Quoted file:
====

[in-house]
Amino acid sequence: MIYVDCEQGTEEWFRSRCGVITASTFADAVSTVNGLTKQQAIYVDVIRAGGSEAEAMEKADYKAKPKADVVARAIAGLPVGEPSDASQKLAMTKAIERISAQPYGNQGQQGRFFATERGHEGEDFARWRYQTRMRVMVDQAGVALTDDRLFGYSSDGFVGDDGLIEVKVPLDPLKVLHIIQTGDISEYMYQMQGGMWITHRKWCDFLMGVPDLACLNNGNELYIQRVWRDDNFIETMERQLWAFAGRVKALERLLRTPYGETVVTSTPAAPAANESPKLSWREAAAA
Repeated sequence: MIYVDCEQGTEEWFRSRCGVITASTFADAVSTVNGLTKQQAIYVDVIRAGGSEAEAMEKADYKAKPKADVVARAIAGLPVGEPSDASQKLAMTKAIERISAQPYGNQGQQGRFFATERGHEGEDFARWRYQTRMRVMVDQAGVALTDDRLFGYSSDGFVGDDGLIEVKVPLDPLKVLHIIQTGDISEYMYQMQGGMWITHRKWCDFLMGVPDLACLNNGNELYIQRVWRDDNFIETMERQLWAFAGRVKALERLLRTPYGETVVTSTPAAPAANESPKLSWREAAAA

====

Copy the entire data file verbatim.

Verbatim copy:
[in-house]
Amino acid sequence: MIYVDCEQGTEEWFRSRCGVITASTFADAVSTVNGLTKQQAIYVDVIRAGGSEAEAMEKADYKAKPKADVVARAIAGLPVGEPSDASQKLAMTKAIERISAQPYGNQGQQGRFFATERGHEGEDFARWRYQTRMRVMVDQAGVALTDDRLFGYSSDGFVGDDGLIEVKVPLDPLKVLHIIQTGDISEYMYQMQGGMWITHRKWCDFLMGVPDLACLNNGNELYIQRVWRDDNFIETMERQLWAFAGRVKALERLLRTPYGETVVTSTPAAPAANESPKLSWREAAAA
Repeated sequence: MIYVDCEQGTEEWFRSRCGVITASTFADAVSTVNGLTKQQAIYVDVIRAGGSEAEAMEKADYKAKPKADVVARAIAGLPVGEPSDASQKLAMTKAIERISAQPYGNQGQQGRFFATERGHEGEDFARWRYQTRMRVMVDQAGVALTDDRLFGYSSDGFVGDDGLIEVKVPLDPLKVLHIIQTGDISEYMYQMQGGMWITHRKWCDFLMGVPDLACLNNGNELYIQRVWRDDNFIETMERQLWAFAGRVKALERLLRTPYGETVVTSTPAAPAANESPKLSWREAAAA